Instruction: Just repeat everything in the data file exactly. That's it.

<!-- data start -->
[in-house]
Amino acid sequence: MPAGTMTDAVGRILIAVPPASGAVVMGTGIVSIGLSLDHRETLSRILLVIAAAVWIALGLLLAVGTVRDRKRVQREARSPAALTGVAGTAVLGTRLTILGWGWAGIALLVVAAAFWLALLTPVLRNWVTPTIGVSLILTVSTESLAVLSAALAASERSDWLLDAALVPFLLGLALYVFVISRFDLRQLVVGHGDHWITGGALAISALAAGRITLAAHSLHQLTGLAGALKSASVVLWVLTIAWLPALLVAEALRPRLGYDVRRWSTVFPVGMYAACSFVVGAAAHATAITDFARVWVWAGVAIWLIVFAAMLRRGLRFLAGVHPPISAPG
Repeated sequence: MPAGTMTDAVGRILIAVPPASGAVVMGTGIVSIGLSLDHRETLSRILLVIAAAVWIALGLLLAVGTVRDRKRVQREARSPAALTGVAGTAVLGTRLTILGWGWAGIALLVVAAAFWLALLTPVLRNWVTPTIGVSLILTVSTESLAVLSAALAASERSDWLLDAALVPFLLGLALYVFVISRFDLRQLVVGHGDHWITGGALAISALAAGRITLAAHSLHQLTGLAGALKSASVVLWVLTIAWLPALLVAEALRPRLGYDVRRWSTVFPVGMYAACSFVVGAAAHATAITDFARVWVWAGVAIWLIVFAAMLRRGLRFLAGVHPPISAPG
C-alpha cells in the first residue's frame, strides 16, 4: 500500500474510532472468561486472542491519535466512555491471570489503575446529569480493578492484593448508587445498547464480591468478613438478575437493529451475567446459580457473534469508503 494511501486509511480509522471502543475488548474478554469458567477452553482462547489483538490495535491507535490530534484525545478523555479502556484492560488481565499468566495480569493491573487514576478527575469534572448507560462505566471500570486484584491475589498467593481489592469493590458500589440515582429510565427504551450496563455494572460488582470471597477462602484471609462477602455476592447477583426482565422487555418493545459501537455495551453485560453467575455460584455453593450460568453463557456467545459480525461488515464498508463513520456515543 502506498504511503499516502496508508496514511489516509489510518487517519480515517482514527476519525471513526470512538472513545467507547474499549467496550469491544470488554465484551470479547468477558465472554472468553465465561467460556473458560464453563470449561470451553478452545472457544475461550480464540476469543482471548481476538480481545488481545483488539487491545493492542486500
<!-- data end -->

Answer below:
[in-house]
Amino acid sequence: MPAGTMTDAVGRILIAVPPASGAVVMGTGIVSIGLSLDHRETLSRILLVIAAAVWIALGLLLAVGTVRDRKRVQREARSPAALTGVAGTAVLGTRLTILGWGWAGIALLVVAAAFWLALLTPVLRNWVTPTIGVSLILTVSTESLAVLSAALAASERSDWLLDAALVPFLLGLALYVFVISRFDLRQLVVGHGDHWITGGALAISALAAGRITLAAHSLHQLTGLAGALKSASVVLWVLTIAWLPALLVAEALRPRLGYDVRRWSTVFPVGMYAACSFVVGAAAHATAITDFARVWVWAGVAIWLIVFAAMLRRGLRFLAGVHPPISAPG
Repeated sequence: MPAGTMTDAVGRILIAVPPASGAVVMGTGIVSIGLSLDHRETLSRILLVIAAAVWIALGLLLAVGTVRDRKRVQREARSPAALTGVAGTAVLGTRLTILGWGWAGIALLVVAAAFWLALLTPVLRNWVTPTIGVSLILTVSTESLAVLSAALAASERSDWLLDAALVPFLLGLALYVFVISRFDLRQLVVGHGDHWITGGALAISALAAGRITLAAHSLHQLTGLAGALKSASVVLWVLTIAWLPALLVAEALRPRLGYDVRRWSTVFPVGMYAACSFVVGAAAHATAITDFARVWVWAGVAIWLIVFAAMLRRGLRFLAGVHPPISAPG
C-alpha cells in the first residue's frame, strides 16, 4: 500500500474510532472468561486472542491519535466512555491471570489503575446529569480493578492484593448508587445498547464480591468478613438478575437493529451475567446459580457473534469508503 494511501486509511480509522471502543475488548474478554469458567477452553482462547489483538490495535491507535490530534484525545478523555479502556484492560488481565499468566495480569493491573487514576478527575469534572448507560462505566471500570486484584491475589498467593481489592469493590458500589440515582429510565427504551450496563455494572460488582470471597477462602484471609462477602455476592447477583426482565422487555418493545459501537455495551453485560453467575455460584455453593450460568453463557456467545459480525461488515464498508463513520456515543 502506498504511503499516502496508508496514511489516509489510518487517519480515517482514527476519525471513526470512538472513545467507547474499549467496550469491544470488554465484551470479547468477558465472554472468553465465561467460556473458560464453563470449561470451553478452545472457544475461550480464540476469543482471548481476538480481545488481545483488539487491545493492542486500